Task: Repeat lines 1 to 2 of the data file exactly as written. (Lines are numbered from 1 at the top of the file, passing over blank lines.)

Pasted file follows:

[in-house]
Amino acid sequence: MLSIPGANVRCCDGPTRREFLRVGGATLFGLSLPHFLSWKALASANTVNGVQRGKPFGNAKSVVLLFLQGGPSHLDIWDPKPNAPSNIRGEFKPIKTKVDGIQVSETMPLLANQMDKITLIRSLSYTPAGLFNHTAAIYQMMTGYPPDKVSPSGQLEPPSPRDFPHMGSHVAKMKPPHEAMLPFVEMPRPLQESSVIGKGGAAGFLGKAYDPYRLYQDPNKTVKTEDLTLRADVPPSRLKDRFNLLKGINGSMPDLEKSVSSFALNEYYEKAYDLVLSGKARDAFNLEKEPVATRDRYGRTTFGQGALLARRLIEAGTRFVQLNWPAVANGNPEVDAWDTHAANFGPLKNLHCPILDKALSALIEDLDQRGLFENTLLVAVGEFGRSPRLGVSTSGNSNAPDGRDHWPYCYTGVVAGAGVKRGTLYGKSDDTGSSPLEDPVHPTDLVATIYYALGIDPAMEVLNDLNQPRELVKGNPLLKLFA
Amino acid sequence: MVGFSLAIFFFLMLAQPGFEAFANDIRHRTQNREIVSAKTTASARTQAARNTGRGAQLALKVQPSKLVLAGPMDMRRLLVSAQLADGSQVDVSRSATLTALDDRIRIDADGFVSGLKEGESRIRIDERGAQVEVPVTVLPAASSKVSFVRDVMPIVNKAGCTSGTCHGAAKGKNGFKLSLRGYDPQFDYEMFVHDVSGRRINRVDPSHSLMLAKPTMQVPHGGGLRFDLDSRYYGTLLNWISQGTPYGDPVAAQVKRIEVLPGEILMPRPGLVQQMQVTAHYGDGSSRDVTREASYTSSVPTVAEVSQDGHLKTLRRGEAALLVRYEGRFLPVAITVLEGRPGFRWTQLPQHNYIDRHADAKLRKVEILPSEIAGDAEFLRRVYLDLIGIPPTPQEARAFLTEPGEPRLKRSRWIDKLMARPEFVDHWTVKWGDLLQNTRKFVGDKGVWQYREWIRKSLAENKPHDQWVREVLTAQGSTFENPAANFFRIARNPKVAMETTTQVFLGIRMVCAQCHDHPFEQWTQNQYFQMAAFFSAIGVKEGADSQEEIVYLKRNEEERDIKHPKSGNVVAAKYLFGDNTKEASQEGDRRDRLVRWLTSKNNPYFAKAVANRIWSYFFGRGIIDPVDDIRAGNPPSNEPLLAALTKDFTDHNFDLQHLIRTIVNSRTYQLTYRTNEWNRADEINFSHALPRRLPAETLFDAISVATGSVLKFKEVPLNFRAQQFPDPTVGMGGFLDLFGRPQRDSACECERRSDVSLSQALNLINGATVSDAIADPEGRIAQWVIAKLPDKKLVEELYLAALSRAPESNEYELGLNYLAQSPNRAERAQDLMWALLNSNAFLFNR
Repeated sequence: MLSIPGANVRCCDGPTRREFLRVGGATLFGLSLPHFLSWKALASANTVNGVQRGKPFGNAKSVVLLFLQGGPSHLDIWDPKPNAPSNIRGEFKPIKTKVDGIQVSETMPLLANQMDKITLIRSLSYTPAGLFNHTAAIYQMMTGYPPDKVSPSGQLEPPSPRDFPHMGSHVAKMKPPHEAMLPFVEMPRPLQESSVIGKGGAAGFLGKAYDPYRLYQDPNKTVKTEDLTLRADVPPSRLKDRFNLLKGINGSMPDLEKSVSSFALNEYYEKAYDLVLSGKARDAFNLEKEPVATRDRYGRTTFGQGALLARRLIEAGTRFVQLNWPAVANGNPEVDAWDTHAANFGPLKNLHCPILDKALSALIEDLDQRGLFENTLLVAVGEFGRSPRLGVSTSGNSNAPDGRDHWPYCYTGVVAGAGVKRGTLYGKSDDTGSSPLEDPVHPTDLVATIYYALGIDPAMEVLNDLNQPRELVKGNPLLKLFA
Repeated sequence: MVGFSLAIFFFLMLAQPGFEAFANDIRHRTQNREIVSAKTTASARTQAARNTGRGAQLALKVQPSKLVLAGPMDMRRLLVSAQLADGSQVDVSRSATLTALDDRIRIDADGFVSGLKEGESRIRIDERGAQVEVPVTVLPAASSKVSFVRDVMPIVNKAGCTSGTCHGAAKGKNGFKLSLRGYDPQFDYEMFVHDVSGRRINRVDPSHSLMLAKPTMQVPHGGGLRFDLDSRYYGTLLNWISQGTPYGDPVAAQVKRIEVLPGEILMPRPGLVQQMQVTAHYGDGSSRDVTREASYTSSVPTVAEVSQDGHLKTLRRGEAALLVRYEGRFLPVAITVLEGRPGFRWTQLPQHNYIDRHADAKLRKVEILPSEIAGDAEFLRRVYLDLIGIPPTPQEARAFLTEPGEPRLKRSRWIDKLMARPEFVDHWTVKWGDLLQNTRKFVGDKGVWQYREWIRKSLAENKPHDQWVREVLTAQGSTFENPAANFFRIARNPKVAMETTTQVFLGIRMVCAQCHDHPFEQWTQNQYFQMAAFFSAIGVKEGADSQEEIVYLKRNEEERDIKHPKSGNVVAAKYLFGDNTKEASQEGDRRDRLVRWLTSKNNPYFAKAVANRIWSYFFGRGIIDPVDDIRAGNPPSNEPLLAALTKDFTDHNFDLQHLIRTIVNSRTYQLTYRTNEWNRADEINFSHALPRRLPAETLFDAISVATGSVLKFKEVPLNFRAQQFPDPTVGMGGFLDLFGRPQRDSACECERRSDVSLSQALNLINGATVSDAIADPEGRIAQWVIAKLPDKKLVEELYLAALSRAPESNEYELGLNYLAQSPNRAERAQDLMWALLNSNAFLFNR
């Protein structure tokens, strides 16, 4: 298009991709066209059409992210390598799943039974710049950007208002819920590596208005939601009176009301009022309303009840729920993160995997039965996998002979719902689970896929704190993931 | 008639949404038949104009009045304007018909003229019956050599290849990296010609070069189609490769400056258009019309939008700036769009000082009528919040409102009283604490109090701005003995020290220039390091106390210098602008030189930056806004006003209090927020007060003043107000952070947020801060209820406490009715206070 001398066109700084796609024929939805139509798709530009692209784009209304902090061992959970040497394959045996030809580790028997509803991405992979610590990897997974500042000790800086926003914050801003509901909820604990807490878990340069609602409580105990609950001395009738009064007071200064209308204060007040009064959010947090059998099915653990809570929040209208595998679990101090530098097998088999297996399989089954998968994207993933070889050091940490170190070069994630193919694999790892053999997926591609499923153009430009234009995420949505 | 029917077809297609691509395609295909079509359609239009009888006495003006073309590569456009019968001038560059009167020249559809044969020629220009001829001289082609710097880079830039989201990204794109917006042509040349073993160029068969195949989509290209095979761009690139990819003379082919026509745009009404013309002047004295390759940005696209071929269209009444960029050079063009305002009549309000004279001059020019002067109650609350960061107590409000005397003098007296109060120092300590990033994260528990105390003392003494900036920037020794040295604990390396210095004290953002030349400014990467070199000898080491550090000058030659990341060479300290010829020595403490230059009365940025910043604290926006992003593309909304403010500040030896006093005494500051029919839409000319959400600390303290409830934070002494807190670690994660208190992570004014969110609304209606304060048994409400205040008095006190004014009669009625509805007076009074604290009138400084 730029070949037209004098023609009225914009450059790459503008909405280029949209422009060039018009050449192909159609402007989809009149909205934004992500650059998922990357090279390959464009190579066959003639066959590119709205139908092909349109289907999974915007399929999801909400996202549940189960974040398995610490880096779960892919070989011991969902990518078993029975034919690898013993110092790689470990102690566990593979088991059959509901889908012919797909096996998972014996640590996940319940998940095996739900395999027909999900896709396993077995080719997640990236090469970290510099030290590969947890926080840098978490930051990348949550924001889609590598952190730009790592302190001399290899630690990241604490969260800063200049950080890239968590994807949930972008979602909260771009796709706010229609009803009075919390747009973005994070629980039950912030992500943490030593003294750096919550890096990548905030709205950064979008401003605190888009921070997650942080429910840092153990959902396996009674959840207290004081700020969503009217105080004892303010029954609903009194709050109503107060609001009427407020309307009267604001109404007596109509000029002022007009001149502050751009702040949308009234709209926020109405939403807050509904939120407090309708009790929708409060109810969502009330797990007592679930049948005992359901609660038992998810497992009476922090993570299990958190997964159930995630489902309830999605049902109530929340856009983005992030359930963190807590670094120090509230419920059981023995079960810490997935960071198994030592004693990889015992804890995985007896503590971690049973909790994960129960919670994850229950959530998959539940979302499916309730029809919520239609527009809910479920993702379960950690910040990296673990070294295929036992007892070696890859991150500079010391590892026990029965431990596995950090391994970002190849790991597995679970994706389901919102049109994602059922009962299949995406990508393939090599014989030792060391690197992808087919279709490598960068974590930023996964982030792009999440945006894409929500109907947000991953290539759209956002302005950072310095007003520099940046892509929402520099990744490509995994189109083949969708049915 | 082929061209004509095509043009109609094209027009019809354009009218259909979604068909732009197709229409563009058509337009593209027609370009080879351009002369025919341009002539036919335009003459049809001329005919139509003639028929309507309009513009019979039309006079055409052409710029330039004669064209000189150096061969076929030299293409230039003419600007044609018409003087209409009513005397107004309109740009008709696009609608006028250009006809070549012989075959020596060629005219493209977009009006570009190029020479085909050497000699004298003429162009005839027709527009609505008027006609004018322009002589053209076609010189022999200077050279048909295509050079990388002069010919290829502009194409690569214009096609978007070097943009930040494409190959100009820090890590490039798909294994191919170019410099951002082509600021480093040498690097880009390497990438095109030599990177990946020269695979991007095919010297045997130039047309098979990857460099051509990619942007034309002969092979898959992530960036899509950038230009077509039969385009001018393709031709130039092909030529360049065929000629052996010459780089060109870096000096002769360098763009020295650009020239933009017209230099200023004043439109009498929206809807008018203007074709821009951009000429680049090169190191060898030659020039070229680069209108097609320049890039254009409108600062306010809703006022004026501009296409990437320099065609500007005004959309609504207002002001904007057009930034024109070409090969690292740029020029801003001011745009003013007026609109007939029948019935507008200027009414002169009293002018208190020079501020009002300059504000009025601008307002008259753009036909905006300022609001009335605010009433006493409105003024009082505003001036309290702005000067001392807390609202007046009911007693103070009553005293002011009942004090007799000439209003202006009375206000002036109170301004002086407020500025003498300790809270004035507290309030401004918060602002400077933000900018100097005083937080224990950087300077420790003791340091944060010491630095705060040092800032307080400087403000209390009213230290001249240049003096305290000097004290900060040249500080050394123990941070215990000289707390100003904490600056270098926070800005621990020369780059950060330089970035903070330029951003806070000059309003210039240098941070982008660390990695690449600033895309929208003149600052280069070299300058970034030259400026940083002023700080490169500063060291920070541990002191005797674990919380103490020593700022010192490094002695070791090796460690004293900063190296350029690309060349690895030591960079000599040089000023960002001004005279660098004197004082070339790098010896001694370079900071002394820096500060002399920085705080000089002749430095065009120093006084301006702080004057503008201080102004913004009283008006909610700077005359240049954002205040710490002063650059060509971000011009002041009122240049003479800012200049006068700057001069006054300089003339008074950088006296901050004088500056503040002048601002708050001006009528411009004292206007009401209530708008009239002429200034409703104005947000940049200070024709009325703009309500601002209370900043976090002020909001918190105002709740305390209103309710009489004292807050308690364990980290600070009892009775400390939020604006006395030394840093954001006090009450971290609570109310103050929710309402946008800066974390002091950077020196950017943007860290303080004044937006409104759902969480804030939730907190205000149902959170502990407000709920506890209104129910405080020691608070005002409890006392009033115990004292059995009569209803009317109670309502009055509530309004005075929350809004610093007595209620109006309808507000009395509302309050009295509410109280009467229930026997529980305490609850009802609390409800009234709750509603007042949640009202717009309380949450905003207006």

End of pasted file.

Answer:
[in-house]
Amino acid sequence: MLSIPGANVRCCDGPTRREFLRVGGATLFGLSLPHFLSWKALASANTVNGVQRGKPFGNAKSVVLLFLQGGPSHLDIWDPKPNAPSNIRGEFKPIKTKVDGIQVSETMPLLANQMDKITLIRSLSYTPAGLFNHTAAIYQMMTGYPPDKVSPSGQLEPPSPRDFPHMGSHVAKMKPPHEAMLPFVEMPRPLQESSVIGKGGAAGFLGKAYDPYRLYQDPNKTVKTEDLTLRADVPPSRLKDRFNLLKGINGSMPDLEKSVSSFALNEYYEKAYDLVLSGKARDAFNLEKEPVATRDRYGRTTFGQGALLARRLIEAGTRFVQLNWPAVANGNPEVDAWDTHAANFGPLKNLHCPILDKALSALIEDLDQRGLFENTLLVAVGEFGRSPRLGVSTSGNSNAPDGRDHWPYCYTGVVAGAGVKRGTLYGKSDDTGSSPLEDPVHPTDLVATIYYALGIDPAMEVLNDLNQPRELVKGNPLLKLFA